The original NBS/NIH DTSA (Desktop Spectrum Analyzer) software was widely used in the x-ray microanalysis research community. The combination of analytical and simulation tools was unavailable elsewhere. However DTSA was locked to an archaic Apple operating system and though many retain an old Mac to run it, many were asking for a replacement. DTSA-II takes much of the philosophy that made DTSA popular and has built a new platform independent replacement. DTSA-II provides similar analytical and simulation tools as the original but adds the ability to model more complex geometries with more sophisticated physical models.
X-ray microanalysis is a technique that dates back to the early 1950's. After almost sixty years, much is known about the fundamental physics behind the technique but a surprising amount remains unresolved. Using state of the art algorithms it is possible to simulate x-ray spectra, using first principle expressions, to within about 10% accuracy when one line family of one element is used to normalize the scale. Some of this difficulty comes from poor knowledge of the efficiency of the detectors but more critically some comes from poor understanding of the ionization cross section, decay rates, mass absorption coefficients and other basic parameters required to model the spectra. Some improvements have been made in recent years in particular to the ionization cross section. However, the absolute intensity is so dependent upon the ratio of auger to x-ray emission, called the fluorescence yield, which is particularly poorly characterized for the L and M families of shells.
DTSA-II pulls together most of the state-of-the-art algorithms, cross-sections and parameters required for modeling x-ray spectra into a single toolkit. In addition, DTSA-II adds tools for visualizing, comparing and analyzing measured x-ray spectra. The combination of simulation and analysis tools is very powerful for practical day-to-day modeling and for evaluating and comparing simulation algorithms. DTSA-II provides tools for simulating many challenging sample geometries including particles and films which are typically poorly handled by commercial tools. The visualization tools provided by DTSA-II provide novel capabilities to understand the electron interaction and x-ray generation volumes (see Figure 1). This understanding in the hands of industrial and commercial laboratory microanalysts will help them to make better, more accurate measurements for material science, quality control, forensic and other applications. For those interested in improving the fundamental physics, DTSA-II is a toolkit. The source code for DTSA-II is freely available. As a government product, the microanalysis community is able to extend and modify the product as they see fit to further their research goals. Those who are interested may contribute their improvements back to the project.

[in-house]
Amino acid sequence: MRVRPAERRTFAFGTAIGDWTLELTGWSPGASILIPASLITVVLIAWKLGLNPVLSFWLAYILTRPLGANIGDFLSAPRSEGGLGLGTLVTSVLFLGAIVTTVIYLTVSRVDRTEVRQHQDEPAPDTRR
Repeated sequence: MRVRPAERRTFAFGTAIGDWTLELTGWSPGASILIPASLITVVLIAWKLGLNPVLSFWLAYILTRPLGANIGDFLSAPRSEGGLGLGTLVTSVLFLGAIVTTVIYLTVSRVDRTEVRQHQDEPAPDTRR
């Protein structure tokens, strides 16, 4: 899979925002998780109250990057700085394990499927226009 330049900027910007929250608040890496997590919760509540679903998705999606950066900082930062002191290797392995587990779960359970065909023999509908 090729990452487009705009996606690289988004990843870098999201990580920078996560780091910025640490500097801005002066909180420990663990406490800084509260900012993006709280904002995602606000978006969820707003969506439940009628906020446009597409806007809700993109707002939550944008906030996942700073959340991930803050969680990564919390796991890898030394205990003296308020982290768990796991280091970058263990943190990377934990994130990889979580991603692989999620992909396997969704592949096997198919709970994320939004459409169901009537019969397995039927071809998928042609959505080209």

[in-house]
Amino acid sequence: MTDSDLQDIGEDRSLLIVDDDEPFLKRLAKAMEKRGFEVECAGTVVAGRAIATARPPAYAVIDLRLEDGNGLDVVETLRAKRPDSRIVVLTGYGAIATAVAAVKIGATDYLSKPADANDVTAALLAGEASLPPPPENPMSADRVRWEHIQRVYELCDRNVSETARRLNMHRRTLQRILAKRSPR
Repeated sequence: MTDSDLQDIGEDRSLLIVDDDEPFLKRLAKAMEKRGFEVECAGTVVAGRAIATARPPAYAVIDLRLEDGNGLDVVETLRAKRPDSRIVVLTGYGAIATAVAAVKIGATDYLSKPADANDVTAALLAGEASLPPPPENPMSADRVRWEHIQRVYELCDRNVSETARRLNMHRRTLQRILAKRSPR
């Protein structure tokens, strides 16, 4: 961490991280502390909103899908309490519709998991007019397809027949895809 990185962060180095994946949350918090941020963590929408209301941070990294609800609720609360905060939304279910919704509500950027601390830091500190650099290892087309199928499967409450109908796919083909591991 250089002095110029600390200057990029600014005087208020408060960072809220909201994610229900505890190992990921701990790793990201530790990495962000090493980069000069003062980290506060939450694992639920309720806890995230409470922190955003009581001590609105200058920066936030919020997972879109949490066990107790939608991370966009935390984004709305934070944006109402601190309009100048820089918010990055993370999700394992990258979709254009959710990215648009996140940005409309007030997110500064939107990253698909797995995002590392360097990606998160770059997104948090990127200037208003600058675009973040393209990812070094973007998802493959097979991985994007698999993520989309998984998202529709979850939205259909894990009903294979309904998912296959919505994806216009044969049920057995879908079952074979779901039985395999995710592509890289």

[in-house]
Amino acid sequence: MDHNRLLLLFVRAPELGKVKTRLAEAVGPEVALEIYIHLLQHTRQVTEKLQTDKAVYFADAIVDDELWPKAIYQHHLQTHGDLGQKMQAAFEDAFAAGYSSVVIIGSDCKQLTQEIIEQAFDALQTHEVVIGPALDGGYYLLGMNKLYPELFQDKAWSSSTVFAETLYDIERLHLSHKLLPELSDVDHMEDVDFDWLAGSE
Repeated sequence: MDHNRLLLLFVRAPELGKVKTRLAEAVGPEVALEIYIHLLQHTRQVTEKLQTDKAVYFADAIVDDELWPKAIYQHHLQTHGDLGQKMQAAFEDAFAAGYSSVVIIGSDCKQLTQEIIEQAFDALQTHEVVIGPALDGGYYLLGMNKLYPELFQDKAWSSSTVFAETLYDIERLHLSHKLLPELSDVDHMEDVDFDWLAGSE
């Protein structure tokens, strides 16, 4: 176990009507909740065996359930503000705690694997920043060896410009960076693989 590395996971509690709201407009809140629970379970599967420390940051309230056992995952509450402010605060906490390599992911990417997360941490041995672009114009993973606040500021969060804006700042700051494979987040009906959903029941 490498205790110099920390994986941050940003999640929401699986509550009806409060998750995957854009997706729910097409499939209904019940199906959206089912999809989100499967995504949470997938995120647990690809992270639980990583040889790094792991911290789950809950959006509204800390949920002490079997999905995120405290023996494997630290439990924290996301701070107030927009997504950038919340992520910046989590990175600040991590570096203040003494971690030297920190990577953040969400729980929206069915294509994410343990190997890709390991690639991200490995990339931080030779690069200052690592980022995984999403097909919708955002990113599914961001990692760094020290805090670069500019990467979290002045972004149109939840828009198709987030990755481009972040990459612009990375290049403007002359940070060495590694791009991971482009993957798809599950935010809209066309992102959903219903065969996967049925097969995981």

DTSA-II also provides simple tools that lead analysts through the process of making standards-based measurements. Standards-based measurements remain the most accurate, most well characterized and most reliable measurements. However commercial tools are drifting away from providing standards based tools because they are typically considered too complex and time consuming. DTSA-II attempts to lead analysts through the process of making a standards-based analysis.
DTSA-II while highly functional today remains a work-in-progress. As we continue to develop the product we will place our focus in two directions. We will focus on fundamental physics and improving our ability to simulate spectra from simple and complex sample geometries. Second, we will focus on providing tools for challenging experiment types that are poorly addressed by the commercial products. In this way, we hope to develop the same kind of community following as the original DTSA.
A 25 keV beam incident on a 1.5 µm sphere of SRM-2066 glass, top O x-rays, center Ca x-rays and bottom substrate x-rays.
Start Date:April 1, 2004
Lead Organizational Unit:mml
Customer: Microanalysis Community
Collaborators: John Villarubia, Nanometrology Group – He is developing the Monsel-3D tool for simulating secondary electron images using the electron transport algorithms from DTSA-II
JEOL JXA-8500F, FEI Quanta-200F, Bruker 4040 detector, ASPEX Personal SEM